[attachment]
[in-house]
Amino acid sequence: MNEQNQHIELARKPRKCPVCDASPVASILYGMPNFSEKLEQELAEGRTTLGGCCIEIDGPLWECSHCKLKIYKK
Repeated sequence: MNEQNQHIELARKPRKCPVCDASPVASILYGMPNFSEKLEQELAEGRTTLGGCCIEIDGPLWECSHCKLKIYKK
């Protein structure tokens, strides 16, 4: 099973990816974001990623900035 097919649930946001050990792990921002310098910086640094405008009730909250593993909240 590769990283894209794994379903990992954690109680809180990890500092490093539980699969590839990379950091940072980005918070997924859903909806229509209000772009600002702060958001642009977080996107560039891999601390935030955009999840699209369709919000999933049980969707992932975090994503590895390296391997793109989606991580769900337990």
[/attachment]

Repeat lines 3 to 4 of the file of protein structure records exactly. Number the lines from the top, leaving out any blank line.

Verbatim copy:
Repeated sequence: MNEQNQHIELARKPRKCPVCDASPVASILYGMPNFSEKLEQELAEGRTTLGGCCIEIDGPLWECSHCKLKIYKK
């Protein structure tokens, strides 16, 4: 099973990816974001990623900035 097919649930946001050990792990921002310098910086640094405008009730909250593993909240 590769990283894209794994379903990992954690109680809180990890500092490093539980699969590839990379950091940072980005918070997924859903909806229509209000772009600002702060958001642009977080996107560039891999601390935030955009999840699209369709919000999933049980969707992932975090994503590895390296391997793109989606991580769900337990």